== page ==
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in the American Civil War
|Sixteenth Iowa Infantry. — Col., Alexander Chambers;
Lieut.-Cols., Addison H. Sanders, John H. Smith, Josiah T. Herbert; Majs.,
William Purcell, Peter Miller. This regiment was organized at Davenport
and was mustered in at intervals between Dec. 10, 1861, and March 24,
1862, seven companies at Davenport, one at Keokuk and the last at Benton
barracks, St. Louis. The incomplete regiment left the state the first
week in March for Benton barracks, from which point it moved on the
completion of its organization to Pittsburg landing and was one of those
regiments which were sent into the most exposed position at Shiloh
without having had any experience in warfare and assigned a place
without a brigade formation. Its loss was heavy but its action was
excellent, despite some confusion. After the battle it was made a part
of the "Iowa" brigade; took part in the move upon Corinth and at the
close went into camp. Near the close of July it accompanied the army to
Bolivar, Tenn., where it remained until the middle of September,
engaging in scouting, foraging and short expeditions having a few
skirmishes. It participated at the battle of Iuka and received Gen.
Rosecrans' highest praise for its performances. Again returning to
Corinth, it was engaged in the battle there two weeks later, where
Lieut.-Col. Sanders was severely wounded and Maj. Purcell took command.
It joined in the pursuit but returned 10 days later and remained until
Nov. 1, when it moved to Grand Junction to take part in the movement
against Vicksburg, which failed through the loss of Holly Springs with
its supplies. The regiment moved to Holly Springs, thence to Lafayette
and Memphis, which place was reached on Jan. 3, 1863. A week later it
embarked for Young's point, thence to Lake Providence where it remamed
with its brigade until ordered to Vicksburg. While there Maj. William E.
Strong, inspector-general of the 17th army corps, said of its brigade:
"Iowa may well be proud of the 3d brigade. Since I have been a soldier
it has happened that I have seen many brigades of many different army
corps, both in eastern and western armies, but never have I seen a
brigade that could compete with this Iowa brigade." Moving to Vicksburg
the regiment was constantly under fire during the siege, then went into
camp until called to take part in the expedition to Monroe, from which
it returned, worn out by the most fatiguing movement ever made without
purpose or result. It took part in the Meridian raid in Feb., 1864, and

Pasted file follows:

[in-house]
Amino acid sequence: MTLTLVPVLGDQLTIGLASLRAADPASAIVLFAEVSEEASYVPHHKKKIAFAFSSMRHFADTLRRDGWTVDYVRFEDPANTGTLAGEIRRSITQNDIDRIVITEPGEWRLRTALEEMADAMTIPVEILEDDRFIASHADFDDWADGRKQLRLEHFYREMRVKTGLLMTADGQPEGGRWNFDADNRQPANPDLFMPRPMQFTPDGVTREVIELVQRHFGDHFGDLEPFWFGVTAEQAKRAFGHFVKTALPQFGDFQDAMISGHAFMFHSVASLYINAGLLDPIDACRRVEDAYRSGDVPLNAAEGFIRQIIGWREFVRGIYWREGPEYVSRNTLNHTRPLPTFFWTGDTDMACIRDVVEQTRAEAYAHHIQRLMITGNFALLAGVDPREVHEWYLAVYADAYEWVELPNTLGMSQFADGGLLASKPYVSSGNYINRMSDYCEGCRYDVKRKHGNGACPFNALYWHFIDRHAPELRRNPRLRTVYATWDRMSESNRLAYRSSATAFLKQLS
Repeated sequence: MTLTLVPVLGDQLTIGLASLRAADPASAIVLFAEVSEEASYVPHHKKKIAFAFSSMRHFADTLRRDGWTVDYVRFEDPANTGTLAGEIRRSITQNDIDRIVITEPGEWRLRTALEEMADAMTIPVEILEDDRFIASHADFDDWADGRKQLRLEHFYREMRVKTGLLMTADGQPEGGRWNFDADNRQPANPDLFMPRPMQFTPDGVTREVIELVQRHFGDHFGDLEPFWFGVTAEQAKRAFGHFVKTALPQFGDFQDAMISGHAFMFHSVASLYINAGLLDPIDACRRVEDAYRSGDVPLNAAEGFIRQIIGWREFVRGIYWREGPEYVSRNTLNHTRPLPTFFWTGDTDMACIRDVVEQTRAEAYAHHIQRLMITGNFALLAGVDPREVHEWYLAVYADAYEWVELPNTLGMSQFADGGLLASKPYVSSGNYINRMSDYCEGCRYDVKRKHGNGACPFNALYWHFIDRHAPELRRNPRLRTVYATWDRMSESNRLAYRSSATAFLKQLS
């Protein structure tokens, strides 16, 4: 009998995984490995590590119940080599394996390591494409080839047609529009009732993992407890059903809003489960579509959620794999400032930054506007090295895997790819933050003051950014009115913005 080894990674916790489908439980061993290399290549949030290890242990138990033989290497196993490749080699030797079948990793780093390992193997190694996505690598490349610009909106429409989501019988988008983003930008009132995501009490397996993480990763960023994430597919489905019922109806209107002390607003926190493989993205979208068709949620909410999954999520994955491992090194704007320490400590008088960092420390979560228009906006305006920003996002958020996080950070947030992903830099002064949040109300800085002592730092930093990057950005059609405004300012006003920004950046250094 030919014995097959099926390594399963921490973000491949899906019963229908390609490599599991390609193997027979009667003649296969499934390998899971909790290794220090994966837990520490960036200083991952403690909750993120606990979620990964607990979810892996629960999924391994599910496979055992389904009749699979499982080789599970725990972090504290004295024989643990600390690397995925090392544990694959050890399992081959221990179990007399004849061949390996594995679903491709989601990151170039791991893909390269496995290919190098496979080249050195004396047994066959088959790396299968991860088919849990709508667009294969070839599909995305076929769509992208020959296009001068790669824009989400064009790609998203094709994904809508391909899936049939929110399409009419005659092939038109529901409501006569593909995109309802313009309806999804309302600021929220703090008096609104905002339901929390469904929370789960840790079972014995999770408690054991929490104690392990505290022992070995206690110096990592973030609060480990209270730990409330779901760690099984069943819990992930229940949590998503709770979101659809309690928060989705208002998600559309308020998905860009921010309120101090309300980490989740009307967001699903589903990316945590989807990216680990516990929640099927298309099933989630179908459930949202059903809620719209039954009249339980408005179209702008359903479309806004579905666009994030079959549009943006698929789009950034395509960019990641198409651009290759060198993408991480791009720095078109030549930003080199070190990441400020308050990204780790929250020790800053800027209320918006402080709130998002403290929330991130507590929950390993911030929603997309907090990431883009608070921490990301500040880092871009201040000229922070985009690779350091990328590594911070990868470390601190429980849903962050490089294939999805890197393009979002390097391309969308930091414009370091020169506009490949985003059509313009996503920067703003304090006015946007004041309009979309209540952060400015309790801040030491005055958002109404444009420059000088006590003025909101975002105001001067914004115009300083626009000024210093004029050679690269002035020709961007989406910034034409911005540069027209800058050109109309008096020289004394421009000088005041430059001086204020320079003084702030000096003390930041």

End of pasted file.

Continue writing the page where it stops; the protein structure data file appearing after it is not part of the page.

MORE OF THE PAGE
returned to Vicksburg, where it reenlisted as a veteran regiment. It was
given a furlough home in April, returned in June, and accompanied
Sherman's army through Georgia; was engaged at Acworth, Kennesaw
mountain, Nickajack creek, before Atlanta, losing more than 50 in killed
and wounded in less than 30 minutes July 21, and the next day it fought
with great bravery; charged the batteries and lost 65 men; then held its
position until completely surrounded and being entirely without
ammunition, was compelled to surrender, after killing or wounding a
number of the enemy equal to its own numbers. Two companies of the 13th
sent to reinforce it were also captured. The prisoners were sent to
Andersonville, with the exception of the officers, who were sent to
Macon, thence to Charleston and later to Columbia. The men were
exchanged on Sept. 22, but the officers remained in prison much longer.
A few escaped, among them Capt. J. H. Smith, who was afterwards
appointed lieutenant-colonel in place of Lieut.-Col. Sanders, resigned.
About 100 men and officers answered roll-call on July 23, but their
numbers were increased by the return of the sick and wounded, the total
force soon after numbering nearly 200. The regiment moved in the march
to Savannah, accompanied the army through the Carolinas, and was in a
number of engagements connected with that campaign, the last being at
Cheraw on March 2, 1865. It then marched to Washington, was in the grand
review, and was mustered out at Louisville in July, 1865. Its original
strength was 910; gain by recruits, 9; total, 919.
Regimental history taken from "The Union Army" by Federal Publishing
Company, 1908 - Volume 4
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